The FDA maintains a public gateway for comments on the meeting and its goals.  I urge anyone who wishes to influence this issue to submit their comments. The public comment period ends August 10th. 

As of July 2nd, only 27 comments have been received! 

To get any notice at all, we need 2,700 -- or better yet, 27,000 comments -- not 27.  Silence will almost certainly be maliciously interpreted by the FDA to mean that pain patients are doing okay with presently available remedies, which all of us realize we most decidedly are not.

To make a comment, the FDA gateway may be reached by clicking here.

The following was the questionnaire filled out by meeting attendees.  Follow-up comments may be more effective if focused on these areas:

          Topic 1: Disease symptoms and daily impacts that matter most to patients.

1)  How would you describe your pain associated with peripheral neuropathy? What terms would
you use to describe the most bothersome aspects of pain? (Examples may include stabbing
sensations, electric shocks, burning or tingling, etc.)

2)  Are there specific activities that are important to you but that you cannot do at all or as fully as
you would like because of your neuropathic pain? (Examples may include sleeping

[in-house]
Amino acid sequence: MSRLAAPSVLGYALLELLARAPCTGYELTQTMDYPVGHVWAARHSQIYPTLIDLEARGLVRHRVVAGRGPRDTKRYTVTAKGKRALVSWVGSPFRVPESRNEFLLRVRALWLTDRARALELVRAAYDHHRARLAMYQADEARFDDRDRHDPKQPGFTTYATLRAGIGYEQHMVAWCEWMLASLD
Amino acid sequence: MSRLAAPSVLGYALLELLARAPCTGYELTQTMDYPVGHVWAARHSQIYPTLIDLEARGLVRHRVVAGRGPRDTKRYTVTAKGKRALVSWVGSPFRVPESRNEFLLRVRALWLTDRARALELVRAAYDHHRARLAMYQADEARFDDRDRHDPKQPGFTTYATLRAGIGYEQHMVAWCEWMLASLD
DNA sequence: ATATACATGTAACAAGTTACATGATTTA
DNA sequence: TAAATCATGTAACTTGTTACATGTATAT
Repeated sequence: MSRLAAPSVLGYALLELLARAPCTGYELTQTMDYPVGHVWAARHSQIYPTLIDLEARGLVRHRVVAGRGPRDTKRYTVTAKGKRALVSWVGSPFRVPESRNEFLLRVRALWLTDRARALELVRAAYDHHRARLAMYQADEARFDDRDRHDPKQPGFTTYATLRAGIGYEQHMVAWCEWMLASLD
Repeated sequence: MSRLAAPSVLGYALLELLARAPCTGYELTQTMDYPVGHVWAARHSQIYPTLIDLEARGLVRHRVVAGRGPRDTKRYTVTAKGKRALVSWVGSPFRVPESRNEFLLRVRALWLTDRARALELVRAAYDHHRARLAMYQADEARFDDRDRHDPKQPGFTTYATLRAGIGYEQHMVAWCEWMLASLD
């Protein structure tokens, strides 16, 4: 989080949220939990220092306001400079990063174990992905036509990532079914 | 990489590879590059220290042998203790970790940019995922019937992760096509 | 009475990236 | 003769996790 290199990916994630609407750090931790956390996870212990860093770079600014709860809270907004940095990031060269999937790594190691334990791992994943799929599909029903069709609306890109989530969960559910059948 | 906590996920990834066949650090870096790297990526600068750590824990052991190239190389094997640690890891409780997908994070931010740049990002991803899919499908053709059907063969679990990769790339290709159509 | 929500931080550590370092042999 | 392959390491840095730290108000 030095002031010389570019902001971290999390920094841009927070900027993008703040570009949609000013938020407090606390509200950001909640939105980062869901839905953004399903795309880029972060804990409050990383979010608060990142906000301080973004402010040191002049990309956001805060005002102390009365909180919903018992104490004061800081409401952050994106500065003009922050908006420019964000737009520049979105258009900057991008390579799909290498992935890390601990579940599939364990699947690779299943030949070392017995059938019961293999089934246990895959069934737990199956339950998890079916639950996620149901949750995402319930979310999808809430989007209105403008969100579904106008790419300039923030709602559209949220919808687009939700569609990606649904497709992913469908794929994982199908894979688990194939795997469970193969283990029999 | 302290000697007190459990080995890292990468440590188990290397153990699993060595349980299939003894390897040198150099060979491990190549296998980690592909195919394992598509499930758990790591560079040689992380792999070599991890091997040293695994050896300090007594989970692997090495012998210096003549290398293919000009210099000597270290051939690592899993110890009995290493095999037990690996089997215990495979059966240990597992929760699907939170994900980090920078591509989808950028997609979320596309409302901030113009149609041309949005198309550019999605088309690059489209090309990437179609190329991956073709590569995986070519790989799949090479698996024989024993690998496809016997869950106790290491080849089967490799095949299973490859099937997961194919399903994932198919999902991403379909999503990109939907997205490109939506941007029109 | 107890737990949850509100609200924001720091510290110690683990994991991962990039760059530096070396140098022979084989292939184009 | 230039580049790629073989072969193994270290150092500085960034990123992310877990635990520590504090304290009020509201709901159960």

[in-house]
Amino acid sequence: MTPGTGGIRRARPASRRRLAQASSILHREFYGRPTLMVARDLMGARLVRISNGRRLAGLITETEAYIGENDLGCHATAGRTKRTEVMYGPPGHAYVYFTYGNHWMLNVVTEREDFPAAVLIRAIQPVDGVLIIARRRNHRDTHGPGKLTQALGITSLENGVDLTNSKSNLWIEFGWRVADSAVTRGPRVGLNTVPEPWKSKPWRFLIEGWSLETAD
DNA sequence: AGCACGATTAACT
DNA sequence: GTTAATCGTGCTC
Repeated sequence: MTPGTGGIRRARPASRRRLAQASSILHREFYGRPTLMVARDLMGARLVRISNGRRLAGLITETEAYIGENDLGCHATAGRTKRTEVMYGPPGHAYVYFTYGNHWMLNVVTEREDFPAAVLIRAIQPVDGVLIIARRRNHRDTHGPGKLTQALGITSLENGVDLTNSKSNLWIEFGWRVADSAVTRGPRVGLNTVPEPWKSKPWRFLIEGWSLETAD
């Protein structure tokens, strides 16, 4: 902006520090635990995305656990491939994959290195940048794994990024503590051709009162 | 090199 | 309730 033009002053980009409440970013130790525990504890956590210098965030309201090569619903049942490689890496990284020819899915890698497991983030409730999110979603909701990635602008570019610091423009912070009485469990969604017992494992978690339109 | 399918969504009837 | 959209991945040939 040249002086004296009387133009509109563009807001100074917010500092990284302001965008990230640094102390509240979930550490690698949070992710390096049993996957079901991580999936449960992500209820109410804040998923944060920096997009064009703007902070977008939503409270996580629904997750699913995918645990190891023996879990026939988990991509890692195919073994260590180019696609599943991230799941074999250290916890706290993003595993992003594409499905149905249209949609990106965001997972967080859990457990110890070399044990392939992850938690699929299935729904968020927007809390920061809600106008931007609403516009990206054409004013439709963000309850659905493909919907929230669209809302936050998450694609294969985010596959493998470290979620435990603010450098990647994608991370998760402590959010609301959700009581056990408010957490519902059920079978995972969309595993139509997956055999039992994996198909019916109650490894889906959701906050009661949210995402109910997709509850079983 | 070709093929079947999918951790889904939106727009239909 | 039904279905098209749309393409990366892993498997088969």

through the night, daily hygiene, participation in sports or social activities, intimacy with a
spouse or partner, etc.)

3)  How does your neuropathic pain affect your daily life on the best days? On the worst days?

4)  How has your neuropathic pain changed over time?

5)  What worries you most about your condition?

Topic 2: Patients’ perspectives on current approaches to treatment

1)  What are you currently doing to help treat your neuropathic pain associated with peripheral neuropathy? (Examples may include prescription medicines, over-the-counter products, and other therapies including non-drug therapies such as physical therapy). How has your treatment regimen changed over time, and why?

2)  How well does your current treatment regimen control your neuropathic pain? How well have these treatments worked for you as your condition has changed over time? Would you define your condition today as being well managed?

3)  What are the most significant downsides to your current treatments, and how do they affect your daily life? (Examples of downsides may include bothersome side effects, going to the hospital or clinic for treatment, time devoted to treatment, restrictions on driving, etc.)

4)  Assuming there is no complete cure for your neuropathic pain, what specific things would you look for in an ideal treatment for your neuropathic pain?  What would you consider to be a meaningful improvement in your condition (for example specific symptom improvements or functional improvements) that a treatment could provide?